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Free Love Leaves Its Mark in 'Changes'
[Film review] Min Byeong Guk's new film explores the dark underpinnings of casual sex
Robert Joe (internews)     Email Article  Print Article 
Published 2005-04-05 12:15 (KST)   
Mun Ho (Jeong Chan), left, and Jong Gyu (Kim Yu Seok) are fated to be part of a bizarre ménage-a-trois.
©2005 Jeonju
You're a stewardess on an airplane. A passenger casually lifts lint off of your backside in a forward manner and tells you you're very pretty. You embarrassedly thank him and run off.

You're eating your noodle lunch in a restaurant. The man at the table next to you suddenly moves over and strikes up a conversation. Within minutes, he's swiping bites out of your food as his friend chats you up. They seem nice, so what do you do? Why, have a ménage-a-trois with them in a sleazy love hotel, of course.

That illustrates the running theme of Min Byeong Guk's "Possible Changes": At any time, in any place, sex is imminent. What that sex stands for and how real it is, is where the film has its fun.

©2005 Jeonju
The two men from the hotel room tryst are Jong Gyu (Kim Yu Seok), a shameless woman-obsessed lech, and his longtime alpha-male friend, Mun Ho (Jeong Chan). A family man with a loving wife and child, Mun Ho has recently quit his job to pursue a new career in writing. Jong Gyu is stuck in a dead-end job, taking abuse from his boss and exchanging small talk with his meek girlfriend. The story unfolds as we follow the two men and Yun Jung (Yun Ji Hye), Mun Ho's secret online friend, as they each navigate their fates in the twisted sexual wasteland of the film.

Mun Ho meets with Yun Jung for drinks, unbeknownst to his wife. They retire to a motel room where they have typical Korean-film sex. During intercourse, Yun Jung moans out her concern about the risk of pregnancy, and Mun Ho responds, "Get pregnant! Get pregnant!"

Before that tryst, Yun Jung is weighing moving to America with her Korean-American fiancé or staying in her illicit affair with her boss. Jong Gyu pays a visit to an old college flame, and ends up getting passionate in a car with her: "Miss Soo Hyeon, you are a woman after all!"

Such lines underline the embarrassment that seems to run throughout the sex in the film. Jong Gyu wants to use his married partner's name to get discounts at the hotel, even though that would compromise their affair.

This sexual cluelessness will no doubt recall Hong Sang Soo's films for some viewers, and it's clear that Min has taken more than a fair share of influence from that director.

But Min's film lacks the subtlety of Hong's films. By the time the third sex scene rolls around, you can't help but note that when you ride the fine line between art film and late-night cable soft-core porn, you probably ought to err on the side of less is more.

©2005 Jeonju
But as the film deals with the issues of aging and the indecisiveness of thirtysomethings, it can't help but wrap everything in sexual terms. Sex is all around, it's imminent, but more specifically, it's a threat.

A middle-aged man on the bus stands a little too close for comfort. A lunchtime rush at a restaurant means sharing a table with a stranger. The film finally goes so far as to personify that threat with an ominous man that appears only in shadows, leering at the characters. His presence overpowers them, suffocates them, makes them run away terrified, as achromatic chords sound.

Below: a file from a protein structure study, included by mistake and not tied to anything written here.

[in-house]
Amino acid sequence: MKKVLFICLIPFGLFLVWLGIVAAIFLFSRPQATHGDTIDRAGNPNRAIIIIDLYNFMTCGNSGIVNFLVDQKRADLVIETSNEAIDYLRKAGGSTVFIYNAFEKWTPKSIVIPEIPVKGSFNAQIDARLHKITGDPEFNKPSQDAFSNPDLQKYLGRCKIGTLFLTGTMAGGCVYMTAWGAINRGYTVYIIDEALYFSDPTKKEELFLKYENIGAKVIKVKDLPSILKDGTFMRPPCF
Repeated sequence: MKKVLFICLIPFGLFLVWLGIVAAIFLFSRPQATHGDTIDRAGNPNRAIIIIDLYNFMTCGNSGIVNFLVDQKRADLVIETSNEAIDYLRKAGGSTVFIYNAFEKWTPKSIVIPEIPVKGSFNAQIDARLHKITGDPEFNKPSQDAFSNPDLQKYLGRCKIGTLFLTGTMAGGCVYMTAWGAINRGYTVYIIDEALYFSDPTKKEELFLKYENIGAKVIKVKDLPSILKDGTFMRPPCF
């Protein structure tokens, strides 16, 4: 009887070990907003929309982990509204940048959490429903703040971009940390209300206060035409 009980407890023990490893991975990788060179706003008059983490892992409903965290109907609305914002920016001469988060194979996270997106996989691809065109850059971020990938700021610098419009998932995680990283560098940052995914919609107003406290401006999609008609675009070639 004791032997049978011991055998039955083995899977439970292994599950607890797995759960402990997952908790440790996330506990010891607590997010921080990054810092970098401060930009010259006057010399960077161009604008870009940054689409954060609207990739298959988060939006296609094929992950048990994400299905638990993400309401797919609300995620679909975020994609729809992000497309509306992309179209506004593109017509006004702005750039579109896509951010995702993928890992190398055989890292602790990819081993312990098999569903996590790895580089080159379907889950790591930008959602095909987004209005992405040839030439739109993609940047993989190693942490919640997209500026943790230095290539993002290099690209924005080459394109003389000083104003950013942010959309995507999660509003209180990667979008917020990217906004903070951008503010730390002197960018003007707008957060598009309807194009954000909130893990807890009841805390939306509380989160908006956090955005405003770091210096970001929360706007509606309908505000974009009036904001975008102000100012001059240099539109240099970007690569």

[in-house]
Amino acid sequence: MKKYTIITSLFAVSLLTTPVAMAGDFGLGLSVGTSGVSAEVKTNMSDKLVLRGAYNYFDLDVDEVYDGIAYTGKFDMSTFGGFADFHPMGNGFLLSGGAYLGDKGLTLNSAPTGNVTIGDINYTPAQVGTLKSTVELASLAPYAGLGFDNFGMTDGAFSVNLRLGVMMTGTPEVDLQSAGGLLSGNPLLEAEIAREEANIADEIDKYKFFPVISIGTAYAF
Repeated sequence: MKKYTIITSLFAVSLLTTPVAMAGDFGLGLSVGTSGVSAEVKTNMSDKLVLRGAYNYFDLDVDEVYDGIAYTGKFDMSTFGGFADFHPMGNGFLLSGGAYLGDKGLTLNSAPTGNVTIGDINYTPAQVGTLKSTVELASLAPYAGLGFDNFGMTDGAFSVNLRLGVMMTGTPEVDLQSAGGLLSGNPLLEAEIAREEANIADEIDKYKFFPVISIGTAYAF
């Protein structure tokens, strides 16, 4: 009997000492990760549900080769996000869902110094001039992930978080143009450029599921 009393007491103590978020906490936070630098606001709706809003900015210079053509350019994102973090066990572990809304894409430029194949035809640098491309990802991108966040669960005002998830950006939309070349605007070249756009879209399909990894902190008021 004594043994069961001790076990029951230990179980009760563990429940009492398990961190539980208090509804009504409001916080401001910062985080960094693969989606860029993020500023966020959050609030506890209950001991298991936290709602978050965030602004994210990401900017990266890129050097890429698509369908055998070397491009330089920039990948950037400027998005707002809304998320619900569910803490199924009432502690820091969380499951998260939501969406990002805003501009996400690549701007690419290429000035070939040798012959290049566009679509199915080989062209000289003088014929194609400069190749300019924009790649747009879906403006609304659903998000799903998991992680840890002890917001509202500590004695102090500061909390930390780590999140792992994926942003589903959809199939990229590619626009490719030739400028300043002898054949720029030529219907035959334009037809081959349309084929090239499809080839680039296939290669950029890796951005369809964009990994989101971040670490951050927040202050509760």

That the same actor plays Jong Gyu's domineering boss is no coincidence. When Mun Ho is passed out on the floor of his apartment in a drunken haze, his wife sits next to him, caressing his hair. A close-up of her hand pulls out to reveal the ominous man in her place. It's not a stretch to see sex and death as the same thing in this light, a force that is alienating, uncontrollable, and threatening.

Artistically, "Possible Changes" tries some bold things. The two cinematographic styles illustrate the different realities of the film. Parts of the story are told in warm lush colors, others are bled dry of any chroma, further underlining the harsh loneliness of drinking soju alone in a bar, surrounded by strangers.

The film plays with sound as well. At one point, when Mun Ho is telling Yun Jung something they both know is a lie, the sound drops off as Yun Jung's eyes wander, giving us a glimpse inside her head.

The film plays games with the viewer, inviting you to piece together what is real, what is suggested, what is imaginary. Strange marks appear on the characters' bodies, tattoos of the same Chinese character that run as a theme from the bouncing derrière of the girl in the first sex scene, to the arm of a taxi driver. Everyone in the film is marked; marred might be a better word. It's ironic that the film's title suggests the possibilities in life, as the film's execution suggests they are all impossible.

Min has not made a feel-good film. A female friend might have put it best: "That was a pervert ajeossi (middle-aged man) film." The themes are bleak and hopeless, but cogent. But if you're not too put off by the overhanded sex (and certainly, I can't argue there isn't a certain appeal in exploitation), you'll come away with a dirty feeling that might lead to discussion. And isn't that what good art is all about?
http://www.possiblechanges.com (Korean)

Robert Joe is an aspiring filmmaker, freelance writer, voice actor and perpetual student.
©2005 OhmyNews

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